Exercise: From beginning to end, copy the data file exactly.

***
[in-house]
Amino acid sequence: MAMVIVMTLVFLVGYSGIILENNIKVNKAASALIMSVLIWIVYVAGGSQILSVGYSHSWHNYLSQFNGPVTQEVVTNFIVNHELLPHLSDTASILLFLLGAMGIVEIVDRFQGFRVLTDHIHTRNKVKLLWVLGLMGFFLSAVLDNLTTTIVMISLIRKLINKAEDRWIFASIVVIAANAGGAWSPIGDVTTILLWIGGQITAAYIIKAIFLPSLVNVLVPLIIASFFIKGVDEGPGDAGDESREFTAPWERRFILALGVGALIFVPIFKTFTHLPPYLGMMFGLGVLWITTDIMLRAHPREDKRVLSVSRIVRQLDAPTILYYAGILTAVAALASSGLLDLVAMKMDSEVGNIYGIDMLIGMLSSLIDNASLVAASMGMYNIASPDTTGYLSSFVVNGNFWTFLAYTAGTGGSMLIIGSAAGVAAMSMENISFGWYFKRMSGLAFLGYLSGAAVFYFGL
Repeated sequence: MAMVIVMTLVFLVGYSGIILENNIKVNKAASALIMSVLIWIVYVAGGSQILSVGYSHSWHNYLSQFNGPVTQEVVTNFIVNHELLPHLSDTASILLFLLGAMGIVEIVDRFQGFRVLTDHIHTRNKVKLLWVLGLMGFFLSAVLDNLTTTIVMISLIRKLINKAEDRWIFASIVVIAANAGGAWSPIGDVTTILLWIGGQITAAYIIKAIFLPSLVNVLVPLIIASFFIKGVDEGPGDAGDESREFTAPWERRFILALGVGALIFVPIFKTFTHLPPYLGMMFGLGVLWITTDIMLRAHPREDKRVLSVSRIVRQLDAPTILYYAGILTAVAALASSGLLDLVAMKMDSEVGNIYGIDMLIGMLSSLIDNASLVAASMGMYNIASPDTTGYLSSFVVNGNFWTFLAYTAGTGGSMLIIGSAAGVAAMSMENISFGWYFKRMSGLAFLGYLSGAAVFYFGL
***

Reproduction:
[in-house]
Amino acid sequence: MAMVIVMTLVFLVGYSGIILENNIKVNKAASALIMSVLIWIVYVAGGSQILSVGYSHSWHNYLSQFNGPVTQEVVTNFIVNHELLPHLSDTASILLFLLGAMGIVEIVDRFQGFRVLTDHIHTRNKVKLLWVLGLMGFFLSAVLDNLTTTIVMISLIRKLINKAEDRWIFASIVVIAANAGGAWSPIGDVTTILLWIGGQITAAYIIKAIFLPSLVNVLVPLIIASFFIKGVDEGPGDAGDESREFTAPWERRFILALGVGALIFVPIFKTFTHLPPYLGMMFGLGVLWITTDIMLRAHPREDKRVLSVSRIVRQLDAPTILYYAGILTAVAALASSGLLDLVAMKMDSEVGNIYGIDMLIGMLSSLIDNASLVAASMGMYNIASPDTTGYLSSFVVNGNFWTFLAYTAGTGGSMLIIGSAAGVAAMSMENISFGWYFKRMSGLAFLGYLSGAAVFYFGL
Repeated sequence: MAMVIVMTLVFLVGYSGIILENNIKVNKAASALIMSVLIWIVYVAGGSQILSVGYSHSWHNYLSQFNGPVTQEVVTNFIVNHELLPHLSDTASILLFLLGAMGIVEIVDRFQGFRVLTDHIHTRNKVKLLWVLGLMGFFLSAVLDNLTTTIVMISLIRKLINKAEDRWIFASIVVIAANAGGAWSPIGDVTTILLWIGGQITAAYIIKAIFLPSLVNVLVPLIIASFFIKGVDEGPGDAGDESREFTAPWERRFILALGVGALIFVPIFKTFTHLPPYLGMMFGLGVLWITTDIMLRAHPREDKRVLSVSRIVRQLDAPTILYYAGILTAVAALASSGLLDLVAMKMDSEVGNIYGIDMLIGMLSSLIDNASLVAASMGMYNIASPDTTGYLSSFVVNGNFWTFLAYTAGTGGSMLIIGSAAGVAAMSMENISFGWYFKRMSGLAFLGYLSGAAVFYFGL